When Dr. Larry Lipshultz became the first Urology Care Foundation Research Scholar in 1975, he set out to explore what was causing male infertility.
"I was trying to find out clinically how to treat male patients," he said. "At the time, more and more (obstetricians and gynecologists) were starting to treat female infertility, but there wasn't much going on for male infertility."
Fast forward to today-what started as male infertility research has spread to include a whole new approach to men's health. Progress achieved by early pioneers, like Dr. Lipshultz, has led to new discoveries in testosterone replacement therapy, erectile dysfunction and even the overall well-being of men's health. All of this success has opened many doors for male-specific medicine.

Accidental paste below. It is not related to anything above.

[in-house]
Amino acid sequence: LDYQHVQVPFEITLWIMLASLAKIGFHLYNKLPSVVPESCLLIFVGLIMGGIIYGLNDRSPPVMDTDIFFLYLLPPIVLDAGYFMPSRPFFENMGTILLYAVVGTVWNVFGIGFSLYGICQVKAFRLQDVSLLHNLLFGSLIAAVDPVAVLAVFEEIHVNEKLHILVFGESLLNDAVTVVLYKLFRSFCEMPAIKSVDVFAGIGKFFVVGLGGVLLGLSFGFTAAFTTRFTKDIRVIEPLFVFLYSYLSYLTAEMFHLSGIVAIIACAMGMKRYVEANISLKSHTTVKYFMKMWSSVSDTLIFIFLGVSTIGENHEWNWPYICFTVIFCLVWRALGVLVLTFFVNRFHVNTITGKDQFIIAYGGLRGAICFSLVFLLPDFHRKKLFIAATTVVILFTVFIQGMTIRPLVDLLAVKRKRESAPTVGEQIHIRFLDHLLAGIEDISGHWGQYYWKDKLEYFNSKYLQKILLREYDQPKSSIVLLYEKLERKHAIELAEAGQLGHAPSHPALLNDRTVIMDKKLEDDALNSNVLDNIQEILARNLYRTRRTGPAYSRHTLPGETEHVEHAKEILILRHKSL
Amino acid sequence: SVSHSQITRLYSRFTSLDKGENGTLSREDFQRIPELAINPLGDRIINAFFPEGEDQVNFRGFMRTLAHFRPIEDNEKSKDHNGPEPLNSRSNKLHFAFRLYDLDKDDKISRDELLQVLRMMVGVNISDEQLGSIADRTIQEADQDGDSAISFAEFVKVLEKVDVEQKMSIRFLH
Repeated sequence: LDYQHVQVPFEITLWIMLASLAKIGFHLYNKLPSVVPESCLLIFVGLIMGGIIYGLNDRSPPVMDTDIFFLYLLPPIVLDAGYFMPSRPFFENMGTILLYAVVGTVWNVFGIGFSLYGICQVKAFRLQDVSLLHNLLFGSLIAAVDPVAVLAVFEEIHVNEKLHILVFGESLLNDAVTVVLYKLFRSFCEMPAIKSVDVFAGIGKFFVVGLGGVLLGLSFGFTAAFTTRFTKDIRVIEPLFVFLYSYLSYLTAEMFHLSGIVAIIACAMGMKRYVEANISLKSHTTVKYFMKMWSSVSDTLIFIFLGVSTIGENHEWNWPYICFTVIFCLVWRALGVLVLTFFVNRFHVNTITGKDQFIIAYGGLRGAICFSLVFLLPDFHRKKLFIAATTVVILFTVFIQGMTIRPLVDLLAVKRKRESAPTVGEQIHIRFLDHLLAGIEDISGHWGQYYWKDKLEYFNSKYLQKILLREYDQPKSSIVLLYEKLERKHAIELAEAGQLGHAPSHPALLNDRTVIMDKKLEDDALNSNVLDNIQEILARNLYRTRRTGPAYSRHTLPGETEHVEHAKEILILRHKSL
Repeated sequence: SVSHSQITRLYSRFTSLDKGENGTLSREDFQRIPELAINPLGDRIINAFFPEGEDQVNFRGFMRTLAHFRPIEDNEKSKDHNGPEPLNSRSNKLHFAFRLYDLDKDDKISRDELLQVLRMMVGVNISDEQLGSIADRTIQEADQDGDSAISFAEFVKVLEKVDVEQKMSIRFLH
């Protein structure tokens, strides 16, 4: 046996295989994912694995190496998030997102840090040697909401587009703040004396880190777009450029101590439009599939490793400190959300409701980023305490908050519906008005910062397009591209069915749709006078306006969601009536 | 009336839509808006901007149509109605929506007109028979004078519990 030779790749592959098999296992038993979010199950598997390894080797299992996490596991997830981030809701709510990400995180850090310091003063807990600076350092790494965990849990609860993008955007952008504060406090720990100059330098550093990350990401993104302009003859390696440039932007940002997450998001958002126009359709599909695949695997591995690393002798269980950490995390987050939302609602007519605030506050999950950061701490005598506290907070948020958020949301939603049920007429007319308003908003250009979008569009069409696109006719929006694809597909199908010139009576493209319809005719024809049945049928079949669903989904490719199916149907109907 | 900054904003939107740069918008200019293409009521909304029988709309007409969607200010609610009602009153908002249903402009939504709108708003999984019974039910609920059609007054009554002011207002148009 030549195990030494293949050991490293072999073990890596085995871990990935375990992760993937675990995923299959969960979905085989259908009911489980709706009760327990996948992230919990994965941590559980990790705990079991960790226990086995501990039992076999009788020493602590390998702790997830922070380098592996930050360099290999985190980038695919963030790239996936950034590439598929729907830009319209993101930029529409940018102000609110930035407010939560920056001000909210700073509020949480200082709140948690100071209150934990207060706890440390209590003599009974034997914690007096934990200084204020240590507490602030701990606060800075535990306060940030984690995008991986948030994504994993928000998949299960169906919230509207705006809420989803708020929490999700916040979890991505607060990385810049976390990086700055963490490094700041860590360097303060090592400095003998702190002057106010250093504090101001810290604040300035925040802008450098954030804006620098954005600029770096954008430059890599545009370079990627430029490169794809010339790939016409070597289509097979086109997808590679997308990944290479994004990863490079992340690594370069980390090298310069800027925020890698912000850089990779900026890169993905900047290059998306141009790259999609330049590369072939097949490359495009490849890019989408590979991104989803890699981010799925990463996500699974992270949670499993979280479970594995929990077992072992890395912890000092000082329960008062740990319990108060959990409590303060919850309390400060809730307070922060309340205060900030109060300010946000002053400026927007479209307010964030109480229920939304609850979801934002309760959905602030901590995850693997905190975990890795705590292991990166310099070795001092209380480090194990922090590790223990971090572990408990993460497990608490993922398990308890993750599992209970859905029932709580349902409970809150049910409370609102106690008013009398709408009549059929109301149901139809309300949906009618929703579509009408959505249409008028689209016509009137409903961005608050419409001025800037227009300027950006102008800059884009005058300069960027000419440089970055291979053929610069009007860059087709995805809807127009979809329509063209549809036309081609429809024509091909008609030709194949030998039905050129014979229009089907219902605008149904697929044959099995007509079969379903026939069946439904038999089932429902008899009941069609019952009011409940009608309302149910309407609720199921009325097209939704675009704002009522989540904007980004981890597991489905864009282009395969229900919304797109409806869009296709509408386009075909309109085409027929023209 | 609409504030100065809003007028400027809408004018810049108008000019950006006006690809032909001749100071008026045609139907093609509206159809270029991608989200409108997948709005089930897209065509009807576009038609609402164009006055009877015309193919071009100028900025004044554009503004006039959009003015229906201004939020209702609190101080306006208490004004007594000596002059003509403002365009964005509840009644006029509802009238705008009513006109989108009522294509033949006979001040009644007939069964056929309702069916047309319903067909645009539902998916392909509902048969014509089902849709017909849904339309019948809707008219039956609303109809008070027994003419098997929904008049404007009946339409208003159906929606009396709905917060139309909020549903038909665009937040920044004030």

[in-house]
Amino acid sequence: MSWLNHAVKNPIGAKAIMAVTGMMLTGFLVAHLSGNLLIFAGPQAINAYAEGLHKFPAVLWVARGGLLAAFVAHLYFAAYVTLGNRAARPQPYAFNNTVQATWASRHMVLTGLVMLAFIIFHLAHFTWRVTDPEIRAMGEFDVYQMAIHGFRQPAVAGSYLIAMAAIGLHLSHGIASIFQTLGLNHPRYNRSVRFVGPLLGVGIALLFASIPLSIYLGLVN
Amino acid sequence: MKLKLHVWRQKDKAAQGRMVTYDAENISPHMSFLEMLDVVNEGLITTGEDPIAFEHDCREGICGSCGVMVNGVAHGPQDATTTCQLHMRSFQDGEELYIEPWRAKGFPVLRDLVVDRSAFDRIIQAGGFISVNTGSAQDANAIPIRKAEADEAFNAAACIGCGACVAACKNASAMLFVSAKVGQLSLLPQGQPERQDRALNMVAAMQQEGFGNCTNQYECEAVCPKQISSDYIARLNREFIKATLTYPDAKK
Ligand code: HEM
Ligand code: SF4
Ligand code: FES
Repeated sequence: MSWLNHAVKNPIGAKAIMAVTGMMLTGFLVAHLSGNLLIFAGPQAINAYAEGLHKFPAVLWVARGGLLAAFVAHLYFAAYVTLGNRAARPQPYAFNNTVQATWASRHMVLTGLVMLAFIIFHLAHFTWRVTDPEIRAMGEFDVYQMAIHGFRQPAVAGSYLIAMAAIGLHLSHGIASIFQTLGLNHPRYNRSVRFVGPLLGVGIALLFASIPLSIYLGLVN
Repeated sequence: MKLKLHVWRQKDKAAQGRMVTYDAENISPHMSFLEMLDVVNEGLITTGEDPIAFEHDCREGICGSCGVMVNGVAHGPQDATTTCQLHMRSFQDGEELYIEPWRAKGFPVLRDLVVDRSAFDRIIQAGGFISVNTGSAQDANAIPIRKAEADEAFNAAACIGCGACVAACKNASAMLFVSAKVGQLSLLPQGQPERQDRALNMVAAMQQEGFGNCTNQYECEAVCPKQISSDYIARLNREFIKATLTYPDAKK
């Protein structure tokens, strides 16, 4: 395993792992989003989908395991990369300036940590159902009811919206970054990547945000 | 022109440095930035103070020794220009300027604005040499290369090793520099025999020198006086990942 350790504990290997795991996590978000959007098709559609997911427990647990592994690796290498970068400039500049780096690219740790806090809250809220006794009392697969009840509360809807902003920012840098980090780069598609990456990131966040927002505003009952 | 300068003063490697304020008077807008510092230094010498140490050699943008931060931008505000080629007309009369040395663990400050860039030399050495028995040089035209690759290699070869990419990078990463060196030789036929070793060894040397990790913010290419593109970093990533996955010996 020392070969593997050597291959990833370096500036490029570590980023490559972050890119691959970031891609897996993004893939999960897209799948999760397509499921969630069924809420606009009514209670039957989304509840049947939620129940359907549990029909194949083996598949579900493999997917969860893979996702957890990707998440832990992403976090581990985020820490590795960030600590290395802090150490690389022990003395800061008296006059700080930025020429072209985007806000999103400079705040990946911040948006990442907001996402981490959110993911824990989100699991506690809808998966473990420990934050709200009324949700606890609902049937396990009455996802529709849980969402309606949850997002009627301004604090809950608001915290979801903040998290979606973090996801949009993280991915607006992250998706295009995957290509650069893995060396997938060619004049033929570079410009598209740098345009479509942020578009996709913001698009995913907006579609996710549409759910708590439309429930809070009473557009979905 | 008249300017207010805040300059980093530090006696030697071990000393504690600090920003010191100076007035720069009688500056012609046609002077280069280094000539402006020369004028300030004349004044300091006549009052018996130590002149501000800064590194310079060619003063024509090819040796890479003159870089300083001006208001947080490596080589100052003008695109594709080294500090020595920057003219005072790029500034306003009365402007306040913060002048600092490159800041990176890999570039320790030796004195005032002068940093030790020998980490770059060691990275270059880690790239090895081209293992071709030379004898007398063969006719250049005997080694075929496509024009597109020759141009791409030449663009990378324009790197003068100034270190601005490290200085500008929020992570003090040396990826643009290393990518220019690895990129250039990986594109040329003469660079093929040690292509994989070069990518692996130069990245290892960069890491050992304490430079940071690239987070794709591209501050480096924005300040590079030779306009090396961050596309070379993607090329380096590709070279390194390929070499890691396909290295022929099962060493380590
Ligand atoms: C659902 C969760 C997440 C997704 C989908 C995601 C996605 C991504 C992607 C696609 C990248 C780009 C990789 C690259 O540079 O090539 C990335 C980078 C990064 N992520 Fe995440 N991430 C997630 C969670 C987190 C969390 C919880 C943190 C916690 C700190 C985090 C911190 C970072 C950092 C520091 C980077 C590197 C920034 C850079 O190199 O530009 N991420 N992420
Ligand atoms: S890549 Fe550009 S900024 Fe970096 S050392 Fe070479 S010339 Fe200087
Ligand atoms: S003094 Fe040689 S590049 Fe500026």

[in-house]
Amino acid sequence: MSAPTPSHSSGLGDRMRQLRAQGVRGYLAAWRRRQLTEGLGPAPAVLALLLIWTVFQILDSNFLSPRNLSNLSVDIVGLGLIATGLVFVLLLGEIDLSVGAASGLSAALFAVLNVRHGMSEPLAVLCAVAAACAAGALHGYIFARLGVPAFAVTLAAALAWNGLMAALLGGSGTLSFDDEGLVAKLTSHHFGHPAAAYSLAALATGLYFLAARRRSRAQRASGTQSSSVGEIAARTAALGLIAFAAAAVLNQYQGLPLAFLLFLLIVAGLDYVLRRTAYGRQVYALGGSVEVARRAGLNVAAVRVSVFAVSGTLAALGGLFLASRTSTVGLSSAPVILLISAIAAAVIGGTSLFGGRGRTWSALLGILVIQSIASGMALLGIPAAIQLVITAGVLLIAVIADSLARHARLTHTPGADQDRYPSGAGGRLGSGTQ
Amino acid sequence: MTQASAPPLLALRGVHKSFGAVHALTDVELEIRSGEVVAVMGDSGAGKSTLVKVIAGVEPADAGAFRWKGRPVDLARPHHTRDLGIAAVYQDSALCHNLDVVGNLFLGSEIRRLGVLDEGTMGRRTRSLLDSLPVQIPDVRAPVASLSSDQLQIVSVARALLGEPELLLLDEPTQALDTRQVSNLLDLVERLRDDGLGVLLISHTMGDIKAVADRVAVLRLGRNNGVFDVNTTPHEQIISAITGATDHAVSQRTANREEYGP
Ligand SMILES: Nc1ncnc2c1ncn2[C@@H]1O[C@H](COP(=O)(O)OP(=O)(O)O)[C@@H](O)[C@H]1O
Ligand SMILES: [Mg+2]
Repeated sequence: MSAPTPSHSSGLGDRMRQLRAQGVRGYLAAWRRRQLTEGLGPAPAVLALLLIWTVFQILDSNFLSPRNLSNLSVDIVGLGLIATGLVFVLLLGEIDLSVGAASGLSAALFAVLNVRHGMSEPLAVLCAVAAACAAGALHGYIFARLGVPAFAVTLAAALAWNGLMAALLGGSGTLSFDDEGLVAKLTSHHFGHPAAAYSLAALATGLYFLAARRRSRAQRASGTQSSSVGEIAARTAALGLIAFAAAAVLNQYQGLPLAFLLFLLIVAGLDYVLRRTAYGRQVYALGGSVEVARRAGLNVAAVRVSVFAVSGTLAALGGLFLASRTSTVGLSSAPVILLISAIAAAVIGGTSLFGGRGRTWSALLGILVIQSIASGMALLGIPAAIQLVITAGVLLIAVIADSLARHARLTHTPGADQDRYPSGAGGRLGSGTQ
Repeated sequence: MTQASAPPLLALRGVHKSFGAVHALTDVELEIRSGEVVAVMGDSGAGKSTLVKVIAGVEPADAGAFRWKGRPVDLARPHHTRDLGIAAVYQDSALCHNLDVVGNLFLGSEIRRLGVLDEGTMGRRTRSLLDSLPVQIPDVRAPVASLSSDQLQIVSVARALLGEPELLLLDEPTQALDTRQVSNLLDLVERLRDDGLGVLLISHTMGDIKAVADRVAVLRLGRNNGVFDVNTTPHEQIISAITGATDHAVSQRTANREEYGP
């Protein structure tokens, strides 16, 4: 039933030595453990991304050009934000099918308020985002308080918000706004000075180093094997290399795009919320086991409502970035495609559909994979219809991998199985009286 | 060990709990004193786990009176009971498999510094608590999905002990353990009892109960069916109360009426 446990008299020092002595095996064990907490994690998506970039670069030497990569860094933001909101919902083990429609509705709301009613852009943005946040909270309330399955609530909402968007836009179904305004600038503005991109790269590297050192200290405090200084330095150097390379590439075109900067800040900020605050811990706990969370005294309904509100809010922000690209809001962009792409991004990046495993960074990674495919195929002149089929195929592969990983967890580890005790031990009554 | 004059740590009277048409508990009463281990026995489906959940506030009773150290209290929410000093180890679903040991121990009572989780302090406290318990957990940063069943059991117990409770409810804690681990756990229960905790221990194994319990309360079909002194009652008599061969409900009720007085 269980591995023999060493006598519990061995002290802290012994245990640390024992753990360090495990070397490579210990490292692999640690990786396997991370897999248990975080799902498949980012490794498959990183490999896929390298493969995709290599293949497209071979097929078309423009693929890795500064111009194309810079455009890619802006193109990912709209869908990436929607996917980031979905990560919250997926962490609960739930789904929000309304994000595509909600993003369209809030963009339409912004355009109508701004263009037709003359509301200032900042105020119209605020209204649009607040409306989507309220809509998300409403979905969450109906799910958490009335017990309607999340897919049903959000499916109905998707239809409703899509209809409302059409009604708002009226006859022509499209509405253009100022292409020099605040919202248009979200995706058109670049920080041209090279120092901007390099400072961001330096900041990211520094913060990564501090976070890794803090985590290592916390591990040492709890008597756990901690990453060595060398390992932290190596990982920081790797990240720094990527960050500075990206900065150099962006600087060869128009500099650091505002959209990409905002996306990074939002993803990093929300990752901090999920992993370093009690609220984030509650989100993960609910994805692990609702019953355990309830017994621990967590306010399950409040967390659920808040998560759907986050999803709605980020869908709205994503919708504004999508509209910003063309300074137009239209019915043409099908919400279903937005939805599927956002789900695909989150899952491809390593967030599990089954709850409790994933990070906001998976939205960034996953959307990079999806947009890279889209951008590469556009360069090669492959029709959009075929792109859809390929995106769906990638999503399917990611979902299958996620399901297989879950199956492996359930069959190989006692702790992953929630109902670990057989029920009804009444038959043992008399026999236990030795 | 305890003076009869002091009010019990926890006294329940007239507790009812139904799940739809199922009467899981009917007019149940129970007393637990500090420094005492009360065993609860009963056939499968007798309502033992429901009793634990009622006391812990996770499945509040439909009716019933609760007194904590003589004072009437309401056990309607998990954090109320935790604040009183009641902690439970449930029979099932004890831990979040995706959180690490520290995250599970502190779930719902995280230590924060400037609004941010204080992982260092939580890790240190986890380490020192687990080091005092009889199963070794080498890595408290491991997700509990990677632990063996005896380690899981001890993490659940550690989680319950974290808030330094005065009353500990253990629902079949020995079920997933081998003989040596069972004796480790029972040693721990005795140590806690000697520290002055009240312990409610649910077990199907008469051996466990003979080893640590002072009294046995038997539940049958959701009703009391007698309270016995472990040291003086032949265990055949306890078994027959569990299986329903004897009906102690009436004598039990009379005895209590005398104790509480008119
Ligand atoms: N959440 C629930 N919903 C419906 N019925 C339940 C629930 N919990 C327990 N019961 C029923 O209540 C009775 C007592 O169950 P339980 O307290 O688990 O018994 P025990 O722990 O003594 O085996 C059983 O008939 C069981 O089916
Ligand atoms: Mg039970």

"In the last 10 years, we've come to realize that men with infertility may already have, or be at risk for, other health problems," Dr. Lipshultz said. "These may include high blood pressure, heart disease or even certain types of cancer." Because of his research, Dr. Lipshultz would like to see all patients who are not producing enough sperm treated as a patient in ill health first, and not just as a patient who is infertile."
"We've published a lot of data on this topic. And even though we have all this information, the medical community doesn't yet fully understand that there is often a connection between male infertility and a man's overall health. We still have a lot of education we need to get out there," he said.
The scholarship award has grown over the last 40 years. It continues to thrive today.
"What started as male infertility research has expanded into a larger area of men's health. I don't think that would have ever been possible if it wasn't for the Urology Care Foundation Research Scholarship," he said.